As expected, Apple’s new music strategy is to try to be all things musical to all people. Or almost all people.
The newly christened Apple Music, unveiled Monday at the World Wide Developers Conference, includes a $10 a month streaming service that offers on-demand access to Apple’s 30 million song library, along with cloud storage and playback of your own music collection and the option to let Apple’s experts curate personalized playlists for you. It also includes a free, ad-supported internet radio service featuring featuring celebrity DJs and what Apple is billing as the world’s first 24-hour global radio station, Beats One. It also includes a reboot of Ping, Apple’s failed social media platform, now called Music Connect and featuring artist pages.
About the only thing Apple Music does not have is the sort of free, ad-supported on-demand tier that has helped make Spotify the world’s largest on-demand streaming service.
The lack of a free on-demand tier is partly Apple’s preference: It didn’t spend $3 billion to acquire Beats’ subscription-only music service last year to get into the free streaming business. But no free tier was also part of Apple’s pitch to the record labels, publishers and artists, all of whom have been agitating to get more people paying for music online, notwithstanding consumers’ demonstrably limited appetite thus far for paid streaming: Give us what we need to crush our rivals, Apple suggested, and we’ll do for paid streaming what they couldn’t.Apple being Apple, it will no doubt get its share of paying subscribers and perhaps even expand the market overall. At a minimum, some number of fanboys who currently use Spotify or Rdio will no doubt make the switch (shares of Pandora, Rhapsody and other rivals swooned in the wake of Apple’s announcement). But as Re/Code’s Peter Kafka noted in a smart post ahead of Monday’s reveal, simply “insisting that people pay for music won’t make people pay for music. Especially when you’re asking them to pay $120 a year for music — much, much more than music fans ever paid in the good old days of the CD era.”
The list of cases where a sector of the media industry successfully engineered a favorable shift in consumer spending, in fact, is not a long one. And it’s likely to take more than jawboning and celebrity DJs to pull it off in music streaming.
One of the few successful examples occurred with the introduction of the DVD format in 1996, which brought a dramatic shift in consumer spending on home entertainment from renting movies for a night or two to buying and collecting them.
Underlying that shift in behavior, however, was an equally dramatic shift in the value proposition offered to consumers by the new format. For a variety of reasons (manufacturing costs, studio margin demands, consumer perceptions, copyright law) VHS cassettes typically carried nominal list prices of $100 or more, based on wholesale prices of $60-$70. A good-size hit shipped a few hundred thousand copies, nearly all of which were bought up by special video rental stores. Only a handful of titles each year, mostly kids movies, were priced below $30 in anticipation that enough consumers would choose to buy them instead of renting them to make up the lost margin in volume.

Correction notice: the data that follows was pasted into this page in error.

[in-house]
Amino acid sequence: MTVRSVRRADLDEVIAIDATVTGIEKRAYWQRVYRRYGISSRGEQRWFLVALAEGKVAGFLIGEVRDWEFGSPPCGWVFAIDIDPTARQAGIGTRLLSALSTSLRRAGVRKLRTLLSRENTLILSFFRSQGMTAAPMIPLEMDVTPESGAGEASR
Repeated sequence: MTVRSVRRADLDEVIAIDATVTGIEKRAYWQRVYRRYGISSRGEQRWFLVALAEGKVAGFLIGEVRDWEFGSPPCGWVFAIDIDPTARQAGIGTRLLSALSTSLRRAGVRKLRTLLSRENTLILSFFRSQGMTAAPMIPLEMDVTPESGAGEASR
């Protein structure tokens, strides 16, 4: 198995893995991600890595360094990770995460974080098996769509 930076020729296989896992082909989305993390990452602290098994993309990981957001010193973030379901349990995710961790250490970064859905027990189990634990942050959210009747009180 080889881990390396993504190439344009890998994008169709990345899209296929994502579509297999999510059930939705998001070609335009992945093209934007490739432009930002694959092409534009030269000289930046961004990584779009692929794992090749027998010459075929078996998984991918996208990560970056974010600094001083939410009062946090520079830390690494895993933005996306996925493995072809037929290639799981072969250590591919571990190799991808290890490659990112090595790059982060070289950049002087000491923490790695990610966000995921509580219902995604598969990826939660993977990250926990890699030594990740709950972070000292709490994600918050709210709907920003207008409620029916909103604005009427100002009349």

DVDs, however, had markedly lower manufacturing costs than VHS cassettes — pennies on the dollar — because they could be stamped out at high speed, had no moving parts and used many fewer materials. Suddenly it was possible to price movies at $25 or less without sacrificing margin. While consumers were still free to rent DVDs — and retailers to offer rentals — the lower prices fundamentally changed consumers’ calculus. For $15-$20 you could buy a DVD at Walmart and be spared the inconvenience of having to return it to the store and the threat of late fees. The lower price point also broke the monopoly of specialty stores, greatly expanding retail availability and all-but eliminating the risk that the movie you wanted to watch that weekend would be unavailable.
The result was a huge spike in consumer spending on home video and Hollywood’s greatest windfall since the invention of talking pictures.
Even in that case, however, the effect was temporary. Once on-demand streaming came along, undercutting the value of ownership, consumers’ calculus changed again, and consumer spending began to ebb. So far, Hollywood has yet to come up with a new value proposition attractive enough to reverse that slide.
The music industry, of course, knows a thing or two about declining consumer spending. The question, for both Apple and the record labels, is whether tinkering with the features of on-demand streaming will be enough to change its basic value proposition.